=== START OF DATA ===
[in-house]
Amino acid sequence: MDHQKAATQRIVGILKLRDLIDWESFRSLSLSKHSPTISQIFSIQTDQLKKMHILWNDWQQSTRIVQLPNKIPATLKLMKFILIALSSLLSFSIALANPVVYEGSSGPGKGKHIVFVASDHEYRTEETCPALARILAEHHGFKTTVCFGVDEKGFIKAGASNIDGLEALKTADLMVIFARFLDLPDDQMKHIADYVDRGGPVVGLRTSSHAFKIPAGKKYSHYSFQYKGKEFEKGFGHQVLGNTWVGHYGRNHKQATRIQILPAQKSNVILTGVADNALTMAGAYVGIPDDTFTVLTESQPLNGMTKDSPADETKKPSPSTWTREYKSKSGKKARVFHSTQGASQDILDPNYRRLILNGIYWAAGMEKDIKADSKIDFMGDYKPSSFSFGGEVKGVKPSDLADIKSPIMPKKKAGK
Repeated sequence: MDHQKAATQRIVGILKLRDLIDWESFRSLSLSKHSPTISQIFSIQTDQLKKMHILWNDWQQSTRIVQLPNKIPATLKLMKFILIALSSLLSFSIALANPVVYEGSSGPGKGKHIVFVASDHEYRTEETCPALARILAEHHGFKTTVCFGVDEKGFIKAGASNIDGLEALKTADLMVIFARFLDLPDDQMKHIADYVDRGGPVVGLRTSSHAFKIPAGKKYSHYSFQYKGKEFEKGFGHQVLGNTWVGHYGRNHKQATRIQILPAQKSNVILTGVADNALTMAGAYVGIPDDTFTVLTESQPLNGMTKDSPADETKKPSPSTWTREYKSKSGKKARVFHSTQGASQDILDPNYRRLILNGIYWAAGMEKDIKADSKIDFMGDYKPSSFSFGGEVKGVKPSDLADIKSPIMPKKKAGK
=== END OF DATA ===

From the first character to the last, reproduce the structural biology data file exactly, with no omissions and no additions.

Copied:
[in-house]
Amino acid sequence: MDHQKAATQRIVGILKLRDLIDWESFRSLSLSKHSPTISQIFSIQTDQLKKMHILWNDWQQSTRIVQLPNKIPATLKLMKFILIALSSLLSFSIALANPVVYEGSSGPGKGKHIVFVASDHEYRTEETCPALARILAEHHGFKTTVCFGVDEKGFIKAGASNIDGLEALKTADLMVIFARFLDLPDDQMKHIADYVDRGGPVVGLRTSSHAFKIPAGKKYSHYSFQYKGKEFEKGFGHQVLGNTWVGHYGRNHKQATRIQILPAQKSNVILTGVADNALTMAGAYVGIPDDTFTVLTESQPLNGMTKDSPADETKKPSPSTWTREYKSKSGKKARVFHSTQGASQDILDPNYRRLILNGIYWAAGMEKDIKADSKIDFMGDYKPSSFSFGGEVKGVKPSDLADIKSPIMPKKKAGK
Repeated sequence: MDHQKAATQRIVGILKLRDLIDWESFRSLSLSKHSPTISQIFSIQTDQLKKMHILWNDWQQSTRIVQLPNKIPATLKLMKFILIALSSLLSFSIALANPVVYEGSSGPGKGKHIVFVASDHEYRTEETCPALARILAEHHGFKTTVCFGVDEKGFIKAGASNIDGLEALKTADLMVIFARFLDLPDDQMKHIADYVDRGGPVVGLRTSSHAFKIPAGKKYSHYSFQYKGKEFEKGFGHQVLGNTWVGHYGRNHKQATRIQILPAQKSNVILTGVADNALTMAGAYVGIPDDTFTVLTESQPLNGMTKDSPADETKKPSPSTWTREYKSKSGKKARVFHSTQGASQDILDPNYRRLILNGIYWAAGMEKDIKADSKIDFMGDYKPSSFSFGGEVKGVKPSDLADIKSPIMPKKKAGK